“They recognize the public’s desire for something more challenging than Hollywood usually provides, and even when operating on small budgets they engage superb cameramen and dedicated actors,” Anthony Korner wrote in Artforum in 1987. “In a sense they are building a bridge between theater and cinema, with full awareness of the struggle of the arts to survive in our electronic age.”
There’s something of the iceberg theory in their best work, with even-tempered gentility giving way to volcanic emotions bubbling underneath the surface. That quality is present in the films’ most indelible moments: in the way James Wilby gently caresses Hugh Grant’s hair in Maurice, for example, the discordant creaking of his chair becoming a kind of metronome to their intimacy. It’s in the way Joanne Woodward holds it together in Mr. and Mrs. Bridge, devastated after her son rejects her at a Boy Scout ceremony. And it’s there at the end of Shakespeare Wallah, Felicity Kendal looking out into the sea as she embraces the unavoidable uncertainty of her future.
“He’s very patient,” Gardner says about Ivory’s storytelling. “He’s very happy to go with the long story. And it’s a totally different rhythm than the rhythm we’re force-fed through streaming platforms… You get a much richer, deeper sort of hit than you do if you are in this very pumped up, superficial structure and language.”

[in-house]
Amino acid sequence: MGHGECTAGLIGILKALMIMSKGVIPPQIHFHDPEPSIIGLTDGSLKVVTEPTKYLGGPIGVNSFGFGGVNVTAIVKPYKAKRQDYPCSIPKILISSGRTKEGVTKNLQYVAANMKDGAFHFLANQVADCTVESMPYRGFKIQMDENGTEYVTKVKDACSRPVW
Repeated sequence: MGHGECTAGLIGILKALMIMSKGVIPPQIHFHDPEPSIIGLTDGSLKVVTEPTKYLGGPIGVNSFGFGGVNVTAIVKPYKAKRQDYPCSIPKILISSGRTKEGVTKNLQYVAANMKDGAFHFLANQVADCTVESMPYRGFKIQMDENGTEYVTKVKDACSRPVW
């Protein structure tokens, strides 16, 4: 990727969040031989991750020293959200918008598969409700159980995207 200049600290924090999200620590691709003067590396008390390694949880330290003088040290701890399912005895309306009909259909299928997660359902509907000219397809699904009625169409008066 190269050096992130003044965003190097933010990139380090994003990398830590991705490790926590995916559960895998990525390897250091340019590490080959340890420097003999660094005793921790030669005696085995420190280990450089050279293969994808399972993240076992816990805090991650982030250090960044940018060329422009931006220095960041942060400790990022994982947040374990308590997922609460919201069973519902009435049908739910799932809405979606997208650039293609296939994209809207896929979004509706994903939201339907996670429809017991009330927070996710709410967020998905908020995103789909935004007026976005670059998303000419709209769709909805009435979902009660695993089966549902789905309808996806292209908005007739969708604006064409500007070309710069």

In A Cooler Climate, one such moment occurs when the young Ivory, driving around the countryside in Kabul, meets two young Afghan men who invite him into their home. As he sits with them, his mind wanders to something an American told him about Afghan men. “How they raped other men, mostly boys,” the young Ivory says in the documentary. “When I finally left them, driving away in my Land Rover, I felt a kind of regret. Had I missed or passed up some great opportunity? Not of pleasure but of getting to know some personable Afghan men who were not unattractive to me?”
“We’re not making a statement and saying this is a fact [about Afghan men],” Gardner tells me. “It pointed towards the fact that he was thinking about these things and that while he was traveling and leaving America as a young gay man, he was a young man. He was interested in relationships and sex and so that was on his mind… I think they all just point to a young man who’s quite lonely and we can tell that he’s trying to connect with other men.”